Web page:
Review: Sympathy for Delicious (Sundance)

PLOT: A newly paralyzed DJ (Christopher Thorton), acquires the ability to heal people, with one caveat- he can’t heal himself. While a skid row priest (Mark Ruffalo) tries to encourage him to use his powers for good, the lure of money and fame from a wannabe rock star (Orlando Bloom) and his unscrupulous agent (Laura Linney) proves too great a temptation.

REVIEW: Of all the films that played at Sundance, SYMPATHY FOR DELICIOUS was without a doubt the one with the biggest bullseye on its back. Considering it’s a film about faith directed by a movie star (Mark Ruffalo), it’s no wonder this film has been savaged by most of the critics that checked it out. I saw it at a press screening that had about half of the audience walk out by the end of the film, but all things considered, I don’t think it’s that bad a film.

For one thing, it’s heart is in the right place. I have no doubt that director Mark Ruffalo had anything but the purest intentions for his film, and it doesn’t feel the slightest bit exploitative, which says a lot considering the subject matter. In another persons hands, this could have a become some kind of dogmatic religious film, but this feels like something that’s geared toward a more secular audience, and is never too preachy.

In the lead, Christopher Thorton, who also wrote the film, is incredible. Thorton actually is paraplegic, so the pain his character feels throughout the film is real. There’s a scene early on where he tries to DJ at a gig, but can’t because the tables are too high, and we get a good sense of the humiliation the character feels. There’s also a subplot involving him falling in love with one of his band-mates (Juliette Lewis), that’s nicely bittersweet, although it leads to a twist in the plot that all but ruins the film.

This twist, which aspires to be powerful and moving, is actually incredibly predictable and brings the movie grinding to a halt. From this point on, the film essentially becomes a courtroom drama, which is probably the most pedestrian and unimaginative way the film could possibly have gone. Add to this a really over-the-top performance by Orlando Bloom (who appears to be channelling all three members of SPINAL TAP) as the rock star antagonist, and you have a truly flawed film.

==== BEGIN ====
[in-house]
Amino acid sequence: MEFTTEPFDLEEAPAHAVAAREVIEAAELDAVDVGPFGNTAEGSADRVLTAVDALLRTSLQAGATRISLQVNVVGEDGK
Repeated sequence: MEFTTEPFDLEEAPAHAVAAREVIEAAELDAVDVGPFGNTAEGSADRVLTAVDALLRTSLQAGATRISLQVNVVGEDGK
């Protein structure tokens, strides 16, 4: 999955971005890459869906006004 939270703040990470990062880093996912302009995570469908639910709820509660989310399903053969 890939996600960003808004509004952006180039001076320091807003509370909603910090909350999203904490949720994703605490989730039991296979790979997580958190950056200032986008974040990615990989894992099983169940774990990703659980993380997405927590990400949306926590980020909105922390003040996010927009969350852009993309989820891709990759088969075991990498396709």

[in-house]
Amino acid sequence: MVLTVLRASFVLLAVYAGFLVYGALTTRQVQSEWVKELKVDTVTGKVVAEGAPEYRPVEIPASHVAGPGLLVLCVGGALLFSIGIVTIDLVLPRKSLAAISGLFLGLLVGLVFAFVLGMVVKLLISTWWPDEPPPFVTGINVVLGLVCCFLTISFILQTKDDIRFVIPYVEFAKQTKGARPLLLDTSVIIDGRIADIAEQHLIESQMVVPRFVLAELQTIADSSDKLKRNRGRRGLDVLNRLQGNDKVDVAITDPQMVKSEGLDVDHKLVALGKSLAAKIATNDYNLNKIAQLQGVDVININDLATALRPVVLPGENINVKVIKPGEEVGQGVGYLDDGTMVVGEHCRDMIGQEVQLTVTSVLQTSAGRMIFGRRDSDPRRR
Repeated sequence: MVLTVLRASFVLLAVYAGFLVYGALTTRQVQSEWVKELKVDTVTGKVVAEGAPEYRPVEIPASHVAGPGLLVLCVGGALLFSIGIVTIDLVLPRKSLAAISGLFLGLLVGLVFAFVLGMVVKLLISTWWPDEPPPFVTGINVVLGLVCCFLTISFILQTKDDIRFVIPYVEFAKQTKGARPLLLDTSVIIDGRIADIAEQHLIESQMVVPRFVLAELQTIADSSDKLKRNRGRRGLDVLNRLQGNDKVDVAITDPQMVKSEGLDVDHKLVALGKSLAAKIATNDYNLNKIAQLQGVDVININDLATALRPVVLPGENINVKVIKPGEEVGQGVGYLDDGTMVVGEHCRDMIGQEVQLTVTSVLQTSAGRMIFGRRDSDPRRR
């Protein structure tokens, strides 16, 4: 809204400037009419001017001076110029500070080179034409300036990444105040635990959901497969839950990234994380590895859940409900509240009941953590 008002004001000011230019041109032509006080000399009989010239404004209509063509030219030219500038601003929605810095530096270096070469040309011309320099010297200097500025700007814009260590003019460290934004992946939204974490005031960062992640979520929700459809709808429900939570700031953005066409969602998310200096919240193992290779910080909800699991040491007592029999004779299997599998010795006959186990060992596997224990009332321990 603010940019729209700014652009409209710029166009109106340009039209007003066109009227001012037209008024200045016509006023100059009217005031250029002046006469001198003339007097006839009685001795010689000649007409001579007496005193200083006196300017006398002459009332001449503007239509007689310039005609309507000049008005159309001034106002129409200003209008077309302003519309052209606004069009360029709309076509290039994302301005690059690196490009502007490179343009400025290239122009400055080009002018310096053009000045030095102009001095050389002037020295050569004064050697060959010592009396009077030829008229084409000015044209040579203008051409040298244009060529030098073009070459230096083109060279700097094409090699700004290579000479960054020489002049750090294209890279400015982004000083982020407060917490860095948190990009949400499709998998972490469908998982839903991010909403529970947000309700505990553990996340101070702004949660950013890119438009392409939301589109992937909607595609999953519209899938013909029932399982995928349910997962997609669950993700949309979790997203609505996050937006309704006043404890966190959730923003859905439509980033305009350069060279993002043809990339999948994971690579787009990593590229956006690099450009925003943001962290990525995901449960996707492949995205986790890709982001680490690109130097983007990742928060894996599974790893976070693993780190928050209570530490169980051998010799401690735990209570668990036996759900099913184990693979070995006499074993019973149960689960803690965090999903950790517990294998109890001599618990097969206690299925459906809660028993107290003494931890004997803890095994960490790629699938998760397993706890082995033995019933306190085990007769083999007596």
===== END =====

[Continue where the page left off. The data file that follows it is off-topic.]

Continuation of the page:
Still, despite the fact that the last third of the film is a write-off, I still thought SYMPATHY FOR DELICIOUS was an alright film. Some excellent acting from Thorton, and Ruffalo as the conscience of the film makes it worth watching despite its faults. Sure enough, the film is almost re-deemed by a redemptive scene late in the film, involving Noah Emmerich as a fellow paraplegic. Sadly, immediately afterwards there’s yet another twist that had more than a few audience members scratching their heads as the film ended- which is a shame. Perhaps a trip to the editing room might help resolve some of the problems evident in the last thirty minutes of the film. As it is, I would say SYMPATHY FOR DELICIOUS is an effective enough film that’s better than a lot of the critics are claiming, but not one of the highlights of the festival.

RATING: 6.5/10

Review: Sympathy for Delicious (Sundance)




About the Author

Chris Bumbray began his career with JoBlo as the resident film critic (and James Bond expert) way back in 2007, and he has stuck around ever since, being named editor-in-chief in 2021. A voting member of the CCA and a Rotten Tomatoes-approved critic, you can also catch Chris discussing pop culture regularly on CTV News Channel.